This case therefore comes within the orbit of such holdings as People ex rel. Poster v. Jackson ( 303 N.Y. 680, supra [involving incest and sodomy committed on the same person at the same time and place]); People v. Skarczewski ( 287 N.Y. 826, supra [driving while intoxicated, reckless driving, operating a motor vehicle during suspension of driver's license, all committed at one and the same time]); see, also, People ex rel. Kammerer v. Brophy ( 255 App. Div. 821, affd. 280 N.Y. 618 [practicing law without a license, and unlawfully obtaining a legal fee for the service rendered, arising out of the same transaction]); People v. Grogan ( 260 N.Y. 138 [three separate acts which constitute reckless driving]); cf. People v. Repola ( 305 N.Y. 740, supra [feloniously selling and possessing a narcotic drug]).
Moreover, since the sentence on the assault count was made to run concurrently with the sentence on the attempted robbery count, which distinguishes the case from cases relied on by respondent, there was no multiple punishment in violation of section 1938 of the Penal Law in any event. That brings us to the second contention on this appeal, which is made both by appellants and the District Attorney.
The determination by the Appellate Division that the imposition of concurrent sentences constitutes multiple punishment in violation of section 1938, although not without seeming support in some cases, is opposed to the purpose of that statute. That erroneous view was apparently derived from a number of cases dealing with multiple count indictments. In Conkey Herrington v. People (5 Parker Cr. Rep. 31, 37 ) a statement was made in another connection that when there is a multiple count indictment, and a jury brings in a general verdict of guilty, the practice is to sentence the defendant on the highest grade of offense charged, since, if the jury wanted to avoid the imposition of the most severe sentence on the defendant, they would have so indicated. The rule was reiterated in People v. Edwards ( 173 App. Div. 375).
Our recent references to this rule indicate that we use it to refer to the discretion of the sentencing court to impose up to the maximum penalty for the highest grade of offense ( People v. Mussenden, 308 N.Y. 558, 566; People v. Florio, 301 N.Y. 46, 54). Mindful of that practice and of section 1938, it has frequently been held that a court may not impose consecutive sentences where the same act is the basis of convictions obtained on a multiple count indictment ( People v. Repola, 305 N.Y. 740, supra; People v. Stein, 280 App. Div. 176, affd. 304 N.Y. 834, supra; People v. Horn, 282 App. Div. 956; People v. Valentino, 276 App. Div. 1030; Matter of Zovick v. Eaton, 259 App. Div. 585, supra; People v. Wells, 246 App. Div. 853, supra; People ex rel. Thornwell v. Heacox, 231 App. Div. 617, supra; People v. Savarese, 1 Misc.2d 305, supra; People ex rel. Richardson v. Morhous, 182 Misc. 299, supra). In the Thornwell, Zovick and Richardson cases ( supra), all dealing with consecutive sentences, the courts stated that a sentencing court had the power to impose only one sentence, which could be for the highest degree of offense involved.
Our court has never specifically passed on this question. It is true that we have affirmed Appellate Division modifications of sentences which struck out concurrent or suspended sentences because they violated section 1938 ( People v. Nelson, 309 N.Y. 231, supra [concurrent]; People v. Goggin, 281 N.Y. 611 [concurrent]; People v. Murphy, 281 N.Y. 611 [suspended]), but in every one of these cases the People had not appealed, and thus the question was not before us, nor did we pass on it. People v. Henderson ( 298 N.Y. 462, 465) merely contains a parenthetical statement that no point was made as to the effect of section 1938 on that case.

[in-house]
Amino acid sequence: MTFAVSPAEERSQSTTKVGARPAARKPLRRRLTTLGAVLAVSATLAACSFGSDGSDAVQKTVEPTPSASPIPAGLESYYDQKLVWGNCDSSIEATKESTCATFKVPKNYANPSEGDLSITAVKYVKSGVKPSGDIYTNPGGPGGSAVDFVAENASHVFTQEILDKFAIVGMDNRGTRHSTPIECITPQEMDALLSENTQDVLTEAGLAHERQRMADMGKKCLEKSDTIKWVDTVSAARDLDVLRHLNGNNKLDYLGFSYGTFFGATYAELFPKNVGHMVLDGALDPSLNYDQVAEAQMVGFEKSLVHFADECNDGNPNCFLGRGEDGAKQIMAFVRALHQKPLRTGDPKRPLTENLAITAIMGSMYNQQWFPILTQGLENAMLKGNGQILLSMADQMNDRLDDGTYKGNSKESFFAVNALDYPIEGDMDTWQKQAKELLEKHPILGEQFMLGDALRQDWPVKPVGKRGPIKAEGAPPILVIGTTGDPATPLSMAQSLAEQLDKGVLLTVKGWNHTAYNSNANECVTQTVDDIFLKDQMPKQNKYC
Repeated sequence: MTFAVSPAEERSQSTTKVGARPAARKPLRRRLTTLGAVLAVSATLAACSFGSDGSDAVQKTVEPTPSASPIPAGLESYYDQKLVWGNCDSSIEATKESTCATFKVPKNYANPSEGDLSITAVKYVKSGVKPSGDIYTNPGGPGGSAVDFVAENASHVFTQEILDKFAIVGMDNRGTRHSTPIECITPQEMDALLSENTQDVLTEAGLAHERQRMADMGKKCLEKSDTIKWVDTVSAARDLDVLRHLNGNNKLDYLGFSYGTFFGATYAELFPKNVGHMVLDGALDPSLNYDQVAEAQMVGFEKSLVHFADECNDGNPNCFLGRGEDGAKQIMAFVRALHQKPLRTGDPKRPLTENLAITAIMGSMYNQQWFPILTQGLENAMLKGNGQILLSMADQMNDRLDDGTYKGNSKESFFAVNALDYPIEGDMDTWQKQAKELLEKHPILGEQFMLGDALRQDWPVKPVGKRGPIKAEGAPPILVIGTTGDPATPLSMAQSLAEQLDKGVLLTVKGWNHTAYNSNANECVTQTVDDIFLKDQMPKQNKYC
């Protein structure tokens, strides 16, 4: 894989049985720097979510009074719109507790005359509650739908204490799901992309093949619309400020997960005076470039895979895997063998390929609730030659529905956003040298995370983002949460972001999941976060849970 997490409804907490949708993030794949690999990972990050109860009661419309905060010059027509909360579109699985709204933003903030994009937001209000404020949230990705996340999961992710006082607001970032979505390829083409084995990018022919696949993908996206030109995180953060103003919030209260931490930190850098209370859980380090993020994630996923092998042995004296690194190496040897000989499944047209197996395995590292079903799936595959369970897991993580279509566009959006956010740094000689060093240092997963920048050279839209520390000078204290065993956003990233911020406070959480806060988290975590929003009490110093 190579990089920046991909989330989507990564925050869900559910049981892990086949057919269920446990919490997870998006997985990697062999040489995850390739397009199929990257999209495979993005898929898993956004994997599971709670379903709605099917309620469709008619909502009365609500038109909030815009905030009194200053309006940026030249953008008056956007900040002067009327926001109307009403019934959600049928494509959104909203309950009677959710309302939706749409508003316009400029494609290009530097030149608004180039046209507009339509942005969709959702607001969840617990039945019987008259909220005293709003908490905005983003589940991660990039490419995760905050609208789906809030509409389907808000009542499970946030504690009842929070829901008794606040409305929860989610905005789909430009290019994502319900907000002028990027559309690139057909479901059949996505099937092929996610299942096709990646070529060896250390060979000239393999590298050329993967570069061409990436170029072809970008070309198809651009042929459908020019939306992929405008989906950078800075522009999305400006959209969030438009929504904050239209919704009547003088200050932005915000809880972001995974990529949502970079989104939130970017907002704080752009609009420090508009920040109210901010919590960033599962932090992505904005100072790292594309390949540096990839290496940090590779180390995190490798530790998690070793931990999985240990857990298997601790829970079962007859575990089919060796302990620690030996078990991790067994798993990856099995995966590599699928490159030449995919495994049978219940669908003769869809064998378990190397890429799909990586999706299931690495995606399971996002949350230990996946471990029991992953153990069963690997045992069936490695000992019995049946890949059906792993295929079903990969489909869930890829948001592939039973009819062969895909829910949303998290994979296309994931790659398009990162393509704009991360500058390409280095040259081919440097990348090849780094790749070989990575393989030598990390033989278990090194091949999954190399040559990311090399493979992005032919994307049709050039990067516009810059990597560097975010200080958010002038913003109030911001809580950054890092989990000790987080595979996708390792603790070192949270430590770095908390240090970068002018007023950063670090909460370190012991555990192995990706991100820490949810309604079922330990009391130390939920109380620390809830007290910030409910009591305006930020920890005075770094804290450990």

The lower courts have not adequately discussed the question either, merely relying on the language first enunciated in the Thornwell, Zovick and Richardson cases involving consecutive sentences, or citing the Goggin and Murphy cases ( People v. Nowicki, 285 App. Div. 1114; People v. Plesh, 283 App. Div. 868, supra; People v. Riforgiato, 281 App. Div. 1067; People v. Motose, 277 App. Div. 1094; People v. Hutchinson, 276 App. Div. 1040; People v. Morel, 258 App. Div. 971; People v. Berry, 3 Misc.2d 984; cf. 3 Wharton on Criminal Procedure [10th ed.], § 1851).
The California courts, under the statute to which we have previously referred, take the position that the imposition of concurrent sentences where cumulative sentences could not be imposed still amounts to multiple punishment. The only reason given for categorizing the concurrent sentence as punishment is that it might adversely affect the prisoner's potential parole ( People v. Craig, 17 Cal.2d 453, 458-459; People v. Kehoe, 33 Cal.2d 711, 716). This is hardly a valid reason, for certainly parole boards would be familiar with the scope of the conviction and its included offenses, whether or not separate sentences were pronounced thereon. As opposed to this view, the Federal cases have long recognized that the imposition of concurrent sentences does not add to the defendant's punishment ( Hirabayashi v. United States, 320 U.S. 81, 85; Brooks v. United States, 267 U.S. 432, 441; Pierce v. United States, 252 U.S. 239, 252; Maxfield v. United States, 152 F.2d 593, 595; Fitzpatrick v. United States, 87 F.2d 471, 472; White v. United States, 16 F.2d 870, 871).